hell atlantic

Freddie Hubbard and George Benson are on this. The album cover could be Goatse, for all I care.

I, uh, don’t know if you know this about me, but I really, really love driving. Although having friends or other loved ones in the cabin with me is enjoyable, my favorite driving is when I’m by myself on an open road. It’s when I think things through and relax. I either put on a playlist of truly background music or the sounds of the engine that the automakers of this decade have allowed the driver to hear.

On Sunday, I headed down to Hampton. My mother and mother-in-law neither will confirm nor deny that they coordinated me coming back down to pick up Christmas presents after we just were there for Thanksgiving. Additionally, I used my last vacation day to take my mom to the record room of the circuit court clerk’s office. I totally forgot the main thing I went in there for, but she at least got to find what she was looking for.

But that was Monday. Sunday night was The Drive.

The second time I ever went to Virginia Beach was in 2001. The first time was in 1992 when I was about to have my first unsuccessful surgery to stop snoring. Never mind that my house is only about 30 miles from the Oceanfront. Never mind that I had extensive trips throughout my life in the other six cities. It just always had this feeling of being aaaalllll the way over there and not offering anything I could get from the other six cities, like a beach or stores.

Lately ― I think because I’ve been away from the Atlantic Coastal Plain ― I’ve also been taking walks alone on the beach. So I set out to the one beach in Hampton Roads that I knew for certain did not close at night.

Moonrise over the Atlantic.

I took the “long way” to the beach. After I crossed the Hampton Roads Bridge-Tunnel, I immediately got off and took Ocean View Avenue/Shore Drive to Atlantic Avenue.

I passed Sarah Constant Beach in Norfolk. It was the first stop on the last trip my father and I had together on my last day of eighth grade in 1997. I remembered that someone was getting baptized in the Chesapeake Bay that day. In 2003, I met someone who mentioned getting baptized at Sarah Constant Beach in June 1997. There was a point in my life when I had a lot of coincidences like that.

I stopped at 33rd Street, because symbolism, and headed to the Atlantic Ocean. I was near the Neptune statue, but that wasn’t on purpose.

I wasn’t going for framing these photos correctly.

I love our beaches in the off season because they’re so quiet. Growing up, I grew to hate the summer tourism season because the roads became more clogged and the beaches full to the point that most request to go were turned down or turned into regret upon arrival.

Then Labor Day comes and goes. The tourists go away but it’s still warm enough to enjoy things. I have countless memories of the beach in those waning warm days. In high school and into college, there also was overnight camping near Grandview Beach at a spot we called The Land Behind the Tree.

Seeing the beach this late in the year was new for me. I encountered only nine people. Atlantic Avenue was dormant.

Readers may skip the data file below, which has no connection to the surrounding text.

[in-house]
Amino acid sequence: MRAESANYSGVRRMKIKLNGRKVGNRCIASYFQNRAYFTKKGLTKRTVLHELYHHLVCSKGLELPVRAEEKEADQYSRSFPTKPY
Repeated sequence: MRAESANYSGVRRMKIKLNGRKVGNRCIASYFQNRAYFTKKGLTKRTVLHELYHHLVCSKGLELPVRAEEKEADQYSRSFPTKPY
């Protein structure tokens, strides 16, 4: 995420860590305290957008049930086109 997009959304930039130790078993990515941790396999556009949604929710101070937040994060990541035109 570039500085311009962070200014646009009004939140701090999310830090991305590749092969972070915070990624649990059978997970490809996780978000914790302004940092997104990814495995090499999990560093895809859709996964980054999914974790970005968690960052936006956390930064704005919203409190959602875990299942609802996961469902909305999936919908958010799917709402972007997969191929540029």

Six months from now, standing here at about 8 p.m. will be impossible.
Some businesses still were open and their party-setting music echoed in the empty streets. In the hotels, very few lights were on.

I took a slightly circuitous route home. I don’t like going back the way I came whenever I take “quick” trips, so my goal was to reach Interstate 664. That meant I had the opportunity to hit all seven cities, and I really wanted to go to Chesapeake. The family of maternal grandmother’s father goes back to at least 1819 in Norfolk County, which largely became the city of Chesapeake. Additionally, I’ve always been fascinated with the South Norfolk neighborhood in Chesapeake. It once was a separate city and then merged with the county to become the current city. It’s the only truly urban-looking part of the municipality.

I cruised down Virginia Beach Boulevard back into Norfolk, across the Campostella Bridge, down Wilson Road into Chesapeake and across the new Jordan Bridge into Portsmouth. As I headed up Elm Avenue and Effingham Street, I thought about how many people would have conniptions over me riding around P-Town at night. I quickly headed to the Western Freeway and into Suffolk, reaching my seventh city of the day.

Sunday night in the 757. A rare occasion of traveling for miles and miles without rage-inducing traffic. It was the first time in a very long time that I took a substantial ride across so much of my home. I missed being on well-lit surface streets with speed limits of 45 and 55. I missed being able to go 15 miles in a straight line and still be in an urban area.

There was a point when I pulled over on Virginia Beach Boulevard and got out of the car again. I took it in: the straight, flat roads, the air rich with the scent of land exposed by low tide. As I grow older, my irrational fear of Hampton Roads slipping into the sea sooner rather than later increases. I thought about where in Chesapeake or even Suffolk would be high enough for my liking.

I looked back at the eight lanes of U.S. 58, the road I once was stranded on in 2004. Once the longest U.S. route wholly in one state. The great line on the bottom of the commonwealth I’ve driven all but 98 miles of. In a few hours of me standing there, those eight lanes would be filled to the brim. And I would hate it.

I almost missed living here. Almost.

I disliked being there growing up for myriad reasons. The time and physical distance have softened the memories. I like this feeling of nostalgia I’m starting to have for the place. That circle I drove was a beautiful 78 miles.

2 thoughts on “hell atlantic

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